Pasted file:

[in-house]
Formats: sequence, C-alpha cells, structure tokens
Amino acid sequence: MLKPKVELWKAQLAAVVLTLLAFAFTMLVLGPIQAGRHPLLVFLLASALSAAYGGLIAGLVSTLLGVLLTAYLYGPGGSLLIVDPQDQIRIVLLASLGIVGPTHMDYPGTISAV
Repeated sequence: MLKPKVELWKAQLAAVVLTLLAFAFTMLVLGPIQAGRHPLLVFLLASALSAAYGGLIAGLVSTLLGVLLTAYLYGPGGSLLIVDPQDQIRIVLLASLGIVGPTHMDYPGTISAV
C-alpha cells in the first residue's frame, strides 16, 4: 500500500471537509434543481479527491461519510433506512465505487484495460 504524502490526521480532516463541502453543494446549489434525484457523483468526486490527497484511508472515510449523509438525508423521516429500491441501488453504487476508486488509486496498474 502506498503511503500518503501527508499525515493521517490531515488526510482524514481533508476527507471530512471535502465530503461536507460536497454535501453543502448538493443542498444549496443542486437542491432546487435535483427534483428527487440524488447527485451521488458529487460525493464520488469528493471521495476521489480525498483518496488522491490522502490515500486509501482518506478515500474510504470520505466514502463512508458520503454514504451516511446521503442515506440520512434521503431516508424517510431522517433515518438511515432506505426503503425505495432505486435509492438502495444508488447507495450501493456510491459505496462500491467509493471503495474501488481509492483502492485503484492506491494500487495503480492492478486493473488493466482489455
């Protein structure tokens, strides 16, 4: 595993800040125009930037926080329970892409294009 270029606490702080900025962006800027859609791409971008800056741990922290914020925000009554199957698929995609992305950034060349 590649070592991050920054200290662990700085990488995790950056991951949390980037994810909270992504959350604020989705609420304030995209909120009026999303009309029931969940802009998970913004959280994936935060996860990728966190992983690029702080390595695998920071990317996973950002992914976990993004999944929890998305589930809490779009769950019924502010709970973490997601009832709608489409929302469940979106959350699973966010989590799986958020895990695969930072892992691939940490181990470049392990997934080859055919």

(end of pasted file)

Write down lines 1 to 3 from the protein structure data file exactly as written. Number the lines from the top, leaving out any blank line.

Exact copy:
[in-house]
Formats: sequence, C-alpha cells, structure tokens
Amino acid sequence: MLKPKVELWKAQLAAVVLTLLAFAFTMLVLGPIQAGRHPLLVFLLASALSAAYGGLIAGLVSTLLGVLLTAYLYGPGGSLLIVDPQDQIRIVLLASLGIVGPTHMDYPGTISAV